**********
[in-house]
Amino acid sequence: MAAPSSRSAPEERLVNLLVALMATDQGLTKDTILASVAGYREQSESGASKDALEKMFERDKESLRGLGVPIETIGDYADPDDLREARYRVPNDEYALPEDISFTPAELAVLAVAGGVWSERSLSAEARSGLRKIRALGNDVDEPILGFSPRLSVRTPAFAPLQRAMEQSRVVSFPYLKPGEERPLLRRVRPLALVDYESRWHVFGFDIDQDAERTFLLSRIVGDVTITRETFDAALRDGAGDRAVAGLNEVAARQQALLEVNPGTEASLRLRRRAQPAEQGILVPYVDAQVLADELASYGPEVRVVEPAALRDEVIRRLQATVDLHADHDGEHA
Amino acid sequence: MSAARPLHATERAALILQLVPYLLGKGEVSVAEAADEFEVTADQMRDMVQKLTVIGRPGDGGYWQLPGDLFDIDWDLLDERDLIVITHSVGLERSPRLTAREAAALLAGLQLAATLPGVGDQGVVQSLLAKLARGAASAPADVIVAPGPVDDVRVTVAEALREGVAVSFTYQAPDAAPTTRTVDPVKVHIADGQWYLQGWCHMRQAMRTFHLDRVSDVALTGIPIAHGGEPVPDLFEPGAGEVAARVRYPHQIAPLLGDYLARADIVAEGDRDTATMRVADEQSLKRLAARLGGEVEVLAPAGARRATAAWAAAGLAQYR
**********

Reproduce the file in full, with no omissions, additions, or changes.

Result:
[in-house]
Amino acid sequence: MAAPSSRSAPEERLVNLLVALMATDQGLTKDTILASVAGYREQSESGASKDALEKMFERDKESLRGLGVPIETIGDYADPDDLREARYRVPNDEYALPEDISFTPAELAVLAVAGGVWSERSLSAEARSGLRKIRALGNDVDEPILGFSPRLSVRTPAFAPLQRAMEQSRVVSFPYLKPGEERPLLRRVRPLALVDYESRWHVFGFDIDQDAERTFLLSRIVGDVTITRETFDAALRDGAGDRAVAGLNEVAARQQALLEVNPGTEASLRLRRRAQPAEQGILVPYVDAQVLADELASYGPEVRVVEPAALRDEVIRRLQATVDLHADHDGEHA
Amino acid sequence: MSAARPLHATERAALILQLVPYLLGKGEVSVAEAADEFEVTADQMRDMVQKLTVIGRPGDGGYWQLPGDLFDIDWDLLDERDLIVITHSVGLERSPRLTAREAAALLAGLQLAATLPGVGDQGVVQSLLAKLARGAASAPADVIVAPGPVDDVRVTVAEALREGVAVSFTYQAPDAAPTTRTVDPVKVHIADGQWYLQGWCHMRQAMRTFHLDRVSDVALTGIPIAHGGEPVPDLFEPGAGEVAARVRYPHQIAPLLGDYLARADIVAEGDRDTATMRVADEQSLKRLAARLGGEVEVLAPAGARRATAAWAAAGLAQYR